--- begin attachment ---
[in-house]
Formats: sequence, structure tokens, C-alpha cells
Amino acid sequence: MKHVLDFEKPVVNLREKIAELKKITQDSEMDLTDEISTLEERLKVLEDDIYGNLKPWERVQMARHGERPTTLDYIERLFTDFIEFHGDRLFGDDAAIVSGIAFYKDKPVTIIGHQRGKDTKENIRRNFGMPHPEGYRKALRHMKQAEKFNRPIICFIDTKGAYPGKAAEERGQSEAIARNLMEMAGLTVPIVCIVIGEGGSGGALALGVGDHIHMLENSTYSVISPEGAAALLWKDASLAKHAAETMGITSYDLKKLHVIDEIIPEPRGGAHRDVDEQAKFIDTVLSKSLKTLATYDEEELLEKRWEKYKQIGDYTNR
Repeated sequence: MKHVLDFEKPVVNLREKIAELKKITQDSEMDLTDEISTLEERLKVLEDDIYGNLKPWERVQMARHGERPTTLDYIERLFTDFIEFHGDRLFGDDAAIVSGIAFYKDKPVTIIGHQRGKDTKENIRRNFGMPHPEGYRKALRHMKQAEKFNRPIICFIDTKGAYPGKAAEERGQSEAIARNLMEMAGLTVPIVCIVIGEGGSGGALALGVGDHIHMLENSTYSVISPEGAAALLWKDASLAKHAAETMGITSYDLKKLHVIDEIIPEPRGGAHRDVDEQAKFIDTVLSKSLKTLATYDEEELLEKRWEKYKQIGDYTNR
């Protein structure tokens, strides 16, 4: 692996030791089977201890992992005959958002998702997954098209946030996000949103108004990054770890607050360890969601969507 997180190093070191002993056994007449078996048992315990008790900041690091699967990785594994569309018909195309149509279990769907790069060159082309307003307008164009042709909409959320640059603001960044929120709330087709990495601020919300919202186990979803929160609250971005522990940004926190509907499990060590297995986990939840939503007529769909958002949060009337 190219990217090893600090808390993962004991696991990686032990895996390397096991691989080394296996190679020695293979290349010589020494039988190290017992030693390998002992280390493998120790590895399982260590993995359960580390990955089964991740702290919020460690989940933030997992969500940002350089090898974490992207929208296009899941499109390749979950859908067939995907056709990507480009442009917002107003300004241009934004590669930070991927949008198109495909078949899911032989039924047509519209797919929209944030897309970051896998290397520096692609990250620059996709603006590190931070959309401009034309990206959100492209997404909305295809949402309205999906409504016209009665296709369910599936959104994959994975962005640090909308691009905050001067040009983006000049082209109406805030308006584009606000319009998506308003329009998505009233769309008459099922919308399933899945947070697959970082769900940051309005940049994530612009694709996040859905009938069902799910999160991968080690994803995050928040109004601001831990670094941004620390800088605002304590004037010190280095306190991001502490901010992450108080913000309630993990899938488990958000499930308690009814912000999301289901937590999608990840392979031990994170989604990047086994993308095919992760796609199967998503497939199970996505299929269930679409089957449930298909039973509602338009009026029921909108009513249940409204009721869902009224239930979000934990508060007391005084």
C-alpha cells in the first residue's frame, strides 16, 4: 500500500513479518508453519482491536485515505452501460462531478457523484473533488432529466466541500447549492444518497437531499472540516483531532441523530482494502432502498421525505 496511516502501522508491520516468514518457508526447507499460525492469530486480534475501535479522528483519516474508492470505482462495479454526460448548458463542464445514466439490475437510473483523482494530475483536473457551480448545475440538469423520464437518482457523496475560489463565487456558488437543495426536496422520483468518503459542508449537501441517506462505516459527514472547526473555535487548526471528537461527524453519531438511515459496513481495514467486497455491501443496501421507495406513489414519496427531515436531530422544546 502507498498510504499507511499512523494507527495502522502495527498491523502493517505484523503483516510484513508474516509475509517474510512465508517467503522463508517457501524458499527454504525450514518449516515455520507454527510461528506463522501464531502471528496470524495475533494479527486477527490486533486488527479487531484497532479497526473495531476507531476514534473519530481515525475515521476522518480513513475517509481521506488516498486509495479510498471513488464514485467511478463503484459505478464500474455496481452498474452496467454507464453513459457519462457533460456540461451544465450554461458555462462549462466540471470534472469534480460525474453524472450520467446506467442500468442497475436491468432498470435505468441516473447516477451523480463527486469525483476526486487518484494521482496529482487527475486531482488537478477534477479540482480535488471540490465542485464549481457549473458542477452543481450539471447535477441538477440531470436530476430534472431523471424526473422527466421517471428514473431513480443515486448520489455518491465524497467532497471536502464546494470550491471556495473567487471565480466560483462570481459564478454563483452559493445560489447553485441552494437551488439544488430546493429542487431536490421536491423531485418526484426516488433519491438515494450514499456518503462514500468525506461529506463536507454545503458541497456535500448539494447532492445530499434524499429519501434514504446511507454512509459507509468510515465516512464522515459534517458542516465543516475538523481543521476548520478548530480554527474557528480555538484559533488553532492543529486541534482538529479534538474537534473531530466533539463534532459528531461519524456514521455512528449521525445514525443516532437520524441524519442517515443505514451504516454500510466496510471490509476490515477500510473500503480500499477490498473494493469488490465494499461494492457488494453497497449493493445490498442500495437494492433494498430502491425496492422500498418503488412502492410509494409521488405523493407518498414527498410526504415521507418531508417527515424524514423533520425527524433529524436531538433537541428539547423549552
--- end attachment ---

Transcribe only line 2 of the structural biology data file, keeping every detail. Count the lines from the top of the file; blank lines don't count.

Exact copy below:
Formats: sequence, structure tokens, C-alpha cells